Types of Requests
  • Inspection or copying of various types of documents and tangible things (Fed. R. Civ. P. 34(a)(1)(A))
    • Includes ESI
  • Non-destructive and destructive testing
    • Courts balance the respective interests of the parties when determining whether to allow testing
Preservation
  • Duty to preserve all evidence, including ESI, relevant to any present or future litigation
  • "Litigation hold" letter advises opposing party or counsel to preserve relevant documents and ESI
Propounding Requests
Drafting Requests
  • Documents must be described with "reasonable particularity" (Fed. R. Civ. P. 34(b)(1)(A))
  • Specify a reasonable time, place, and manner for inspection and related acts (Fed. R. Civ. P. 34(b)(1)(B))
  • Description should be sufficient for a reasonable person to determine precisely the documents requested
Enforcement
  • Motion to compel discovery (Fed. R. Civ. P. 37(a)(3)(B)(iii))
    • May be filed if a party fails to respond to a request for production or inspection
  • Motion for a protective order under Rule 26(c) (Fed. R. Civ. P. 26(c)(1))
    • May be filed by a party opposing disclosure to protect against annoyance, embarrassment, oppression, or undue burden or expense
Using Documents
  • Documents produced in discovery are deemed self-authenticating and may be used in court proceedings
  • Documents may be challenged on other evidentiary grounds, such as relevance or hearsay
Interrogatories
  • Responding
  • Propounding
- Investigation

- Reasonable investigations required (Nutreance LLC v. Primark, LLC, Case No. 4:18-cv-00098-SRC (E.D. Mo. Jul. 10, 2020))

- Search records, gather information from various sources (Samsung Elecs. Am., Inc. v. Yang Kun Chung, 321 F.R.D. 250)

- Deadlines

- 30 days to respond (Fed. R. Civ. P. 33(b)(2))

- Additional 3 days if served by mail or other means (Fed. R. Civ. P. 6(d))

- Deadlines may be modified by court order or stipulation (Fed. R. Civ. P. 29)

- Modification

- Shortened or extended by court order or stipulation (Fed. R. Civ. P. 33(b)(2), 29(b))

- Resolve deadline disputes informally before seeking court intervention

- Failure

- Waiver of objections (Fed. R. Civ. P. 33(b)(4))

- Court may excuse failure for good cause shown (Davis v. Fendler, 650 F.2d 1154)

- Objections

- Specific and well-supported (Nasreen v. Capitol Petroleum Grp., LLC, 340 F.R.D. 489)

- General or boilerplate objections insufficient (Wesley Corp. v. Zoom T.V. Prods., LLC, Case No. 17-10021 (E.D. Mich. Jan. 11, 2018))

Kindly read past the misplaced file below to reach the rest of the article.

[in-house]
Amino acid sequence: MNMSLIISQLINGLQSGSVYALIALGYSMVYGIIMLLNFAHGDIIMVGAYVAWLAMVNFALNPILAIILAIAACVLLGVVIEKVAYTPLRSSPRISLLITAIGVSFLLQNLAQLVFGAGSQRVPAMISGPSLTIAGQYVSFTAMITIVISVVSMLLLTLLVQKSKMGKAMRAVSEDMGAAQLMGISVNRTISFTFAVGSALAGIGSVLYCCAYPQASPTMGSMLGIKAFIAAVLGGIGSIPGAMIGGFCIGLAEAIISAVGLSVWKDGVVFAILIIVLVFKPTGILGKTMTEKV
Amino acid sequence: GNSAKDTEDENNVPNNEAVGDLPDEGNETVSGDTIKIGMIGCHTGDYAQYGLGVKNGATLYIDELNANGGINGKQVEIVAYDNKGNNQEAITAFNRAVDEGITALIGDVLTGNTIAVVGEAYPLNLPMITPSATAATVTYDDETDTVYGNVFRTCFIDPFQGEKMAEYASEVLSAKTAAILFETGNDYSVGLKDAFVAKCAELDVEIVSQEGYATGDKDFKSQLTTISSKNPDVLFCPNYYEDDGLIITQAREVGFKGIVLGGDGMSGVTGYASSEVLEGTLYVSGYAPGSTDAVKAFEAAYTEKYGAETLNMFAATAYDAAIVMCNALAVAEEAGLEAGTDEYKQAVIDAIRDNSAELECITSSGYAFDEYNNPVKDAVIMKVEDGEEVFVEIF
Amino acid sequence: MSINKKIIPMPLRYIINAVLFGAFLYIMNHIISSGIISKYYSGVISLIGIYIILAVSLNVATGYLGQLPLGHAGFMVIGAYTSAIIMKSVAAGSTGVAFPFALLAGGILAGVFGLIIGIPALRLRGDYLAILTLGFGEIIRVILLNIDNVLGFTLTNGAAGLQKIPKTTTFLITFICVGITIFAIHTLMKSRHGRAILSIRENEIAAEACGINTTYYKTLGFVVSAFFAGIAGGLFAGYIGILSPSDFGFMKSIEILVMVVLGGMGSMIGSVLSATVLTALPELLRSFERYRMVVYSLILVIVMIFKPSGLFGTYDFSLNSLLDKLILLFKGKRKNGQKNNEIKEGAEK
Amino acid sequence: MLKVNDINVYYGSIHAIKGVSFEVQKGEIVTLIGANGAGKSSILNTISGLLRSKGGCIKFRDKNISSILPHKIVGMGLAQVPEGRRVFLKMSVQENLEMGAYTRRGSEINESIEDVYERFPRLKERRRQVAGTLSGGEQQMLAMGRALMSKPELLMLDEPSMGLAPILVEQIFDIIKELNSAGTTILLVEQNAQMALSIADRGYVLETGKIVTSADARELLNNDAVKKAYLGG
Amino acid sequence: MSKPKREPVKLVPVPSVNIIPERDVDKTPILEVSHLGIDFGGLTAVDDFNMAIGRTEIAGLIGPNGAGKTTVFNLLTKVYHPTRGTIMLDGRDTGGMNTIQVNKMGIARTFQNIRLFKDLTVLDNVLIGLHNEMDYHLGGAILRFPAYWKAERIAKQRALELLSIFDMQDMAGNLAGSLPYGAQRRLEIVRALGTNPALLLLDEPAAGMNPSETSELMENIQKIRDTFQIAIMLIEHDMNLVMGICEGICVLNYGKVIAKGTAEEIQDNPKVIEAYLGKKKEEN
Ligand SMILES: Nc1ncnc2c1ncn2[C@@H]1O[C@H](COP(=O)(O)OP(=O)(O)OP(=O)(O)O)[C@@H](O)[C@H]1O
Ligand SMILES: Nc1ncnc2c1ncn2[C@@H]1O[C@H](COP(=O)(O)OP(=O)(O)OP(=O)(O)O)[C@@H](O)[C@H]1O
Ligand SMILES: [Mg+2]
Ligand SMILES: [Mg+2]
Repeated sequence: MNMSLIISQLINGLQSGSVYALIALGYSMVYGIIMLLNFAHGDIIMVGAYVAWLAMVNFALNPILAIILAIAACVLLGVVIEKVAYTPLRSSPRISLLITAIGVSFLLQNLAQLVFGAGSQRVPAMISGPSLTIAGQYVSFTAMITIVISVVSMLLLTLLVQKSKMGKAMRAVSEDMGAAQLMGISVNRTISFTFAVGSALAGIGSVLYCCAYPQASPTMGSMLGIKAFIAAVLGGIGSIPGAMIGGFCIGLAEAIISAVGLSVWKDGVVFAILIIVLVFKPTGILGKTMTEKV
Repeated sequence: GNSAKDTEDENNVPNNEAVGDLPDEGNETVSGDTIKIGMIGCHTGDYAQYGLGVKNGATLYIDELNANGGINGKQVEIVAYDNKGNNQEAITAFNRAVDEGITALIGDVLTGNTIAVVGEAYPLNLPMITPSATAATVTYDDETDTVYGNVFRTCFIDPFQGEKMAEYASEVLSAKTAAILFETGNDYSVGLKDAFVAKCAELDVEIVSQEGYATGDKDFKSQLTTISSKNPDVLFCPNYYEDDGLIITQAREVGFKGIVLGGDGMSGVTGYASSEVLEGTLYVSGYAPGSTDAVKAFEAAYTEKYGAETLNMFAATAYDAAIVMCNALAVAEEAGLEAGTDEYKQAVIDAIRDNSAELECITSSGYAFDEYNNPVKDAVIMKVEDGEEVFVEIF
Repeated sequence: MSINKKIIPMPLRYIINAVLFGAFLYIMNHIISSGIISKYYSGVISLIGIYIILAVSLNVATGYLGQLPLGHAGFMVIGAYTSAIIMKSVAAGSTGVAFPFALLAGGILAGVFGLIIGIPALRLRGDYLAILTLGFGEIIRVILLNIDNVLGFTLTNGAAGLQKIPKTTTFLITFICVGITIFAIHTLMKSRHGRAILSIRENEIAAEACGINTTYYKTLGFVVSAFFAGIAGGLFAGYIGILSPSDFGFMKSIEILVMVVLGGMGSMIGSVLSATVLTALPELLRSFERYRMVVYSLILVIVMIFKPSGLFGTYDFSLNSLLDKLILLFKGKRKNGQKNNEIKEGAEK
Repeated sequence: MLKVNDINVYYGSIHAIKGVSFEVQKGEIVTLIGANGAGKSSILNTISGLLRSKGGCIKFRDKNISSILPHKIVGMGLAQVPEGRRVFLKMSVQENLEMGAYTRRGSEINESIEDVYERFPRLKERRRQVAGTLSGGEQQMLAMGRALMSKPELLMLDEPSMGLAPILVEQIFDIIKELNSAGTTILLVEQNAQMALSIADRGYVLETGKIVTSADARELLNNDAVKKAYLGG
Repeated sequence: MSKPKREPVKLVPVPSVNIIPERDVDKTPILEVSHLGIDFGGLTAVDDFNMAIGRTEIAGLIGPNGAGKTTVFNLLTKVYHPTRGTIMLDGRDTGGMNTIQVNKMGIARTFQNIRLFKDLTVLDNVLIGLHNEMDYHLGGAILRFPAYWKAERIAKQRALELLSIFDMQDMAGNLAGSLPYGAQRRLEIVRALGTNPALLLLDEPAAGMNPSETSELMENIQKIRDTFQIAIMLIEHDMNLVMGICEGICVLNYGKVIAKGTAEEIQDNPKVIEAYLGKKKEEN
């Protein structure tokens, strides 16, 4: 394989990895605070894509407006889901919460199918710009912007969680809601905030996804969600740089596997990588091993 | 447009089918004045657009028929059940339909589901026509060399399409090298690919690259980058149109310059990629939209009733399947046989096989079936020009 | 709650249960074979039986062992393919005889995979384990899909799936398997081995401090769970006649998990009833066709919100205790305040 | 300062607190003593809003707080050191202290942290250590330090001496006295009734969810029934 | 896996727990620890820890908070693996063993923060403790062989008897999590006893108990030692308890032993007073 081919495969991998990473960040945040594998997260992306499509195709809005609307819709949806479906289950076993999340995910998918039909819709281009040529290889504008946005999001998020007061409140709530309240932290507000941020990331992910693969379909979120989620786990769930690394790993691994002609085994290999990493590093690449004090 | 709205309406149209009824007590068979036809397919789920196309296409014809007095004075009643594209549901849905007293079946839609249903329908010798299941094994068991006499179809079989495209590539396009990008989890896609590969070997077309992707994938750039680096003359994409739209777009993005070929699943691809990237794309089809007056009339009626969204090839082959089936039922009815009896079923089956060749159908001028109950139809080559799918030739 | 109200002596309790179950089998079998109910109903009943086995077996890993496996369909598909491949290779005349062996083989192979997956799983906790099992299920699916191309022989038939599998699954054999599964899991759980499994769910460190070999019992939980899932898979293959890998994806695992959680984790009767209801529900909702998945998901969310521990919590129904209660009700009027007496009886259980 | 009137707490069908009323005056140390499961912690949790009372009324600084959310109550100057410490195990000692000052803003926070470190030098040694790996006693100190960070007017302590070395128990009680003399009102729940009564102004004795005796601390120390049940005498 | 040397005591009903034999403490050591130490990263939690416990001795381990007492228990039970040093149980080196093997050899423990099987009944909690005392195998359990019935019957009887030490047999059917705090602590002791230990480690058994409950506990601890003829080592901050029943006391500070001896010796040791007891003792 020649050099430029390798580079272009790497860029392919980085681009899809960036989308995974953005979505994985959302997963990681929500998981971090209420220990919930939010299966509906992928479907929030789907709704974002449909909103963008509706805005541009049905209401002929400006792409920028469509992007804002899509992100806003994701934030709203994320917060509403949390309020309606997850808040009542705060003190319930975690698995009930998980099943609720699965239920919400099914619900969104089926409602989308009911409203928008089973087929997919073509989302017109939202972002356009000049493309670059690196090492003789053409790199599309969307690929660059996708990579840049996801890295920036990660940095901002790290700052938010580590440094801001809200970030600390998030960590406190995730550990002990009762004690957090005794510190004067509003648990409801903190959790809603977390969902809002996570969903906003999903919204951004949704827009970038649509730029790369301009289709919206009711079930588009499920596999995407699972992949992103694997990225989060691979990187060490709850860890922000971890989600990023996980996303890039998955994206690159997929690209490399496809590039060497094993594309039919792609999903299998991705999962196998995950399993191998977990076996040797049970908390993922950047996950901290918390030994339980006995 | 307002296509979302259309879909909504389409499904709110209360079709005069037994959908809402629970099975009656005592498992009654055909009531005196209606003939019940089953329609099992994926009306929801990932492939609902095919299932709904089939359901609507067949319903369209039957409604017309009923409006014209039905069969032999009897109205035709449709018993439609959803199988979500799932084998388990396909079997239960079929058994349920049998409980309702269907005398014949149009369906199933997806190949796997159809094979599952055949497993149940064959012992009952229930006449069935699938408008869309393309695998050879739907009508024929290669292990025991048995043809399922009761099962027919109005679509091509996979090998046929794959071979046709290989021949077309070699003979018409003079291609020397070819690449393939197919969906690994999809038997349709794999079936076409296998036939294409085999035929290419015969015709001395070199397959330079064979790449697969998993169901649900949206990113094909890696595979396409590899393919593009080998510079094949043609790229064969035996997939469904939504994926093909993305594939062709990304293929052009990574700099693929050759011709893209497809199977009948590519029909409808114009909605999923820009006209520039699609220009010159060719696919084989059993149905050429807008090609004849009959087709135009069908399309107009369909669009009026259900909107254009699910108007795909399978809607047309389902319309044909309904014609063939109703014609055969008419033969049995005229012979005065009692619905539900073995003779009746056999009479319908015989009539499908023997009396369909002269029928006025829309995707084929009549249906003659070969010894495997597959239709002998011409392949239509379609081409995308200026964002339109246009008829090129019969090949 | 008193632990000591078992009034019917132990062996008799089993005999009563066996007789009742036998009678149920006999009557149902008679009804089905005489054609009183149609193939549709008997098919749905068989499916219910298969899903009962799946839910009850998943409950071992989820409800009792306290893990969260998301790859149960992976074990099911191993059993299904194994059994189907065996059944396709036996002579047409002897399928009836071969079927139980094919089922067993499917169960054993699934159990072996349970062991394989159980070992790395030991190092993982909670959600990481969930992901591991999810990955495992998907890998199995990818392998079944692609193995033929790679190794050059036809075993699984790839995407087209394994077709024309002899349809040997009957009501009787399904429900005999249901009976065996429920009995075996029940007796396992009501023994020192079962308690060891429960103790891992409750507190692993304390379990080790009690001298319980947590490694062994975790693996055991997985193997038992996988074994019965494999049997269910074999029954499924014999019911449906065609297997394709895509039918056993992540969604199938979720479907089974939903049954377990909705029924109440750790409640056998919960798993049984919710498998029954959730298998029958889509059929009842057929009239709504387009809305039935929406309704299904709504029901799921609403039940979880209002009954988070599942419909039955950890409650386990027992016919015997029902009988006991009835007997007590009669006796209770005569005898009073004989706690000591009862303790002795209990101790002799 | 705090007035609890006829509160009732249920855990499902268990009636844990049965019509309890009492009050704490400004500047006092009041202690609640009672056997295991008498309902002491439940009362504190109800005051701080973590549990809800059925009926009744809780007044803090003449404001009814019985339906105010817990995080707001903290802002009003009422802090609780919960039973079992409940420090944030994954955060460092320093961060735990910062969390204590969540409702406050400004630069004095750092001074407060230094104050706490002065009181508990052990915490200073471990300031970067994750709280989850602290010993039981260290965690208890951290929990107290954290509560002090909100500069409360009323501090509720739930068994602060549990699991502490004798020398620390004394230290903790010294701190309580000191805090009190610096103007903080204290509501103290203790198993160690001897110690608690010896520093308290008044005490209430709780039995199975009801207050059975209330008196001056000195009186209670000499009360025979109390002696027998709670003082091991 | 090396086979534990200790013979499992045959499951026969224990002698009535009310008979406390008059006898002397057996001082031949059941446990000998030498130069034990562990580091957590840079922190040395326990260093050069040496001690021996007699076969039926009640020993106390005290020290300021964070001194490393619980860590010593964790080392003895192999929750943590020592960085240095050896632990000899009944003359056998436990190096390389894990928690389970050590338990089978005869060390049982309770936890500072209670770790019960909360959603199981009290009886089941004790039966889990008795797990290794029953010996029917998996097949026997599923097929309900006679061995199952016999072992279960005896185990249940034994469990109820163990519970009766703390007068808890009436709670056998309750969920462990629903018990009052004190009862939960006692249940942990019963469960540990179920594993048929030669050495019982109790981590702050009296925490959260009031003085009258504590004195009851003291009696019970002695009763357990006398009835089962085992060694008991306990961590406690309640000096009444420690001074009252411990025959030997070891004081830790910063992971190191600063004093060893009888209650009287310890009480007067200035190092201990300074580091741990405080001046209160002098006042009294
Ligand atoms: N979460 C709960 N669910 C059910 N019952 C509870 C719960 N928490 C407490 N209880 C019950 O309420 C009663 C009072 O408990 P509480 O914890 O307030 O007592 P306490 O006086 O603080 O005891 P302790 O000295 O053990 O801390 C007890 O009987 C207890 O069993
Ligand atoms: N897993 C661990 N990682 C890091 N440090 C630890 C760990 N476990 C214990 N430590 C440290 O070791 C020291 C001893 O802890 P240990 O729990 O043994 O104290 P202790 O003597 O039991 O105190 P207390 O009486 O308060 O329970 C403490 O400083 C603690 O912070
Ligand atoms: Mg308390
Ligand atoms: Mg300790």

1. Argumentative or speculative: Interrogatories are subject to objection if they call for argumentative or speculative answers (In re Erie Lackawanna Ry. Co., 496 F.2d 1189, 1190 (6th Cir. 1974)).

2. Work product: Protected work product is beyond the scope of discovery (Fed. R. Civ. P. 26(b)(3)).

3. Available from another source: Interrogatories may not seek information that is obtainable from some other source that is more convenient, less burdensome, or less expensive (Fed. R. Civ. P. 26(b)(2)(C)(i)). The responding party has the burden of showing facts justifying this objection (Kickapoo Tribe of Indians of Kickapoo Rsrv. in Kan. v. Nemaha Brown Watershed Joint Dist. No. 7, 294 F.R.D. 610, 614 (D. Kan. 2013)).

4. Burden outweighs benefit: The burden or expense of the interrogatories must not outweigh their likely benefit, considering the needs of the case, the amount in controversy, the parties' resources, the importance of the issues at stake, and the importance of the interrogatories in resolving the issues (Fed. R. Civ. P. 26(b)(1); EEOC v. Outback Steakhouse of Fla., Inc., 251 F.R.D. 603, 608 (D. Colo. 2008)).

5. Cumulative or duplicative: Interrogatories may not seek information that is unreasonably cumulative or duplicative (Fed. R. Civ. P. 26(b)(2)(C)(i); Johnson v. Charps Welding & Fabricating, Inc., 950 F.3d 110, 106 (1st Cir. 2020)).

6. Irrelevant information: Information that is irrelevant to the claims or defenses of the parties is beyond the scope of discovery (Fed. R. Civ. P. 26(b)(1)).

7. Legal conclusions: Interrogatories may not seek legal conclusions on questions of pure law (Fed. R. Civ. P. 33(c) advisory committee's note to 1970 amendment).

8. Premature contention interrogatories: Prematurely served contention interrogatories may be subject to objection, and the responding party may be able to obtain a court order that the interrogatories need not be answered until a later time in the proceedings (Fed. R. Civ. P. 33(a)(2)).

9. Privilege: Privileged information is beyond the scope of discovery (Fed. R. Civ. P. 26(b)(1)). The responding party must provide a specific objection, supported by a privilege log, to preserve the privilege (Davis v. Fendler, 650 F.2d 1154, 1160 (9th Cir. 1981)).

10. Number exceeded: Interrogatories served on a specific party must not exceed the 25-interrogatory limit set by the Federal Rules or other court-set limits (Fed. R. Civ. P. 33(a)).

- Duty

- Provide responsive, complete, and unevasive answers (Essex Builders Grp., Inc. v. Amerisure Ins. Co., 230 F.R.D. 682)

- Conduct reasonable investigations, not extensive searches (Areizaga v. ADW Corp., 314 F.R.D. 428)